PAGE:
Should Businesses be Required to Pay for Health Care Insurance – No

Some place back in the 1980s I read an interesting article regarding the cost of health insurance and the impact it had on wages for those employees that enjoyed employer sponsored health insurance. Accoring to that article, wages would be 85 percent higher if industrial employers were not forced, by the evil unions, to provide health insurance.

As a result of that article I started tracking our family’s annual health care costs and continued to do so for a 10 years period. We were an average middle labor class family at that time – two adults in basically good health, and four children prone to the usual broken bones, sprains, viruses, dental and vision needs, etc. During that ten year period my husband’s employer paid an average of $2,500 per year per employee to provide health, dental and vision insurance. My husband’s portion of that coverage was about $1,100 per year at the very most.

Now take at look at the rest of the equation. For nine of those ten years our household’s total medical, dental, and vision costs never exceeded $1,900 and for most of those ten years our “out of pocket, excluded and deductible” costs were $1,500 or more. The only exception was the year when one of our sons was involved in a very serious car accident.

Now, let me tell you how that went …

The ambulance and a separate rescue unit arrived at the scene, evaluated my son’s injuries and determined there was high risk of serious internal injuries due to the nature of the accident and his initial vital signs. He was, immediately transported to the nearest hospital. He was again evaluated and the medical staff there determined that his injuries were too severe to be treated locally. He was again transported, by ambulance with a nurse on board to the nearest trauma center.

At the trauma center a specialist determined that my son had several broken bones that would normally require surgery to implant a steel rod and/or pins to secure the bones. However, do to the presence of possible internal injuries the specialist decided to take a non-surgical approach to the broken bones. The specialist believed that with traction and movement restrictions, my sons broken bones would mend themselves without the invasive surgical procedures.

For the next 24 hours my son was in an intensive care unit. Then, confident that the unstable vital signs were the result of pain and emotional trauma, rather than internal injury, my son was moved into a regular room. Within a matter of days x-rays showed that the non-traditional, non-invasive approach to treating my sons broken bones was working. He was young, and his body was healing itself without extreme or invasive practices.

But, five days later the specialist called to advise us that our insurance company would not authorize addition days in the hospital. And the doctor would not authorize our son’s release.

Many telephone calls later we (the specialist, the insurance company, and my husband and I) came to an agreement. The doctor would sign a release if we provided a hospital environment here at home including special medical transport, a hospital bed and a ton of other equipment, plus 24/7 care.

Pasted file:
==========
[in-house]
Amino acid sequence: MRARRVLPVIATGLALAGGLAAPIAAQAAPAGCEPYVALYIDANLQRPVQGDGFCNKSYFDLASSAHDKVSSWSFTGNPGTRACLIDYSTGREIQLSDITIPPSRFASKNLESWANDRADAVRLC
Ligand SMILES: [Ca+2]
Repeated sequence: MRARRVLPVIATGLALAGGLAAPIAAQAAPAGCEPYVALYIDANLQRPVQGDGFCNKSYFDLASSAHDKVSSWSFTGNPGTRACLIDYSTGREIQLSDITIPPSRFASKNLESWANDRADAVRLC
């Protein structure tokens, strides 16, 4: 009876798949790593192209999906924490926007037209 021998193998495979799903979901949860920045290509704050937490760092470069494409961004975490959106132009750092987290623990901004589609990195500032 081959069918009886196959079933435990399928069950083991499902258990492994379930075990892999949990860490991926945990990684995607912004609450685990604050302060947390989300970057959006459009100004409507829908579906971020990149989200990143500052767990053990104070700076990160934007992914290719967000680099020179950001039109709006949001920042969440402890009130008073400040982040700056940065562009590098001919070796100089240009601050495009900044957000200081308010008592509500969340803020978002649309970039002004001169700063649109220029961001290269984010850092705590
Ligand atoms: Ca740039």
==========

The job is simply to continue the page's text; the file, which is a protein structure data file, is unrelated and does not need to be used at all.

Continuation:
Our health insurance company did not cover one dime of those expenses! In fact, we ended up paying for the ambulance transport from our local hospital to the regional trauma center. (Our insurance covered only one ambulance transport per incident).

That year our total health care costs exceeded $6,000, but the portion covered by insurance was about $3,000. So, even with that incident, the insurance company made a real profit year after year with our family.

And, it is the profit factor that causes me to oppose employer sponsored insurance. Health insurance is NOT health care. Usually, health insurance is nothing more than a third party payer system. And if it is an employer sponsored program, it is definitely a FOR PROFIT THIRD PARTY PAYER SYSTEM.
The monster here is not the employer or the employee or the labor union that bargains on behalf of the employee. It is a for profit industry that has played on the employer/employee vulnerabilities.

We all fear the major health care incident that breaks the personal bank and sends us into bankruptcy. But, employer sponsored health insurance will not provide protection.

The employer that provided my husband and I with moderately decent, relatively affordable health care insurance for most of our married life closed all of it’s Wisconsin plants in 2002/2003. The two hundred jobs lost at that time were among more than 27,000 industrial jobs to leave Wisconsin in search of lower personnel costs, usually outside of the United States.

It took my husband 18 months to find a new job. His new jobs pays 30 percent less per hour than his former job and my husband’s share of the employer sponsored health insurance has gone from $45 per month to $267 per month. And the deductible portion has increase from $250 to $2,000.

With that kind of deductible, we can’t afford to see our doctor except in extreme situations. I used to have annual exams, but I don’t anymore because the $25 co-pay for an office visit after paying our weekly share of insurance premiums is no longer affordable, not with our now much lower household income.

The answer to our nation’s health care woes does NOT lie in employer sponsored health insurance. Employer sponsored health insurance will only give the for profit insurance industry more power and more control over decisions that should be made between a doctor and a patient.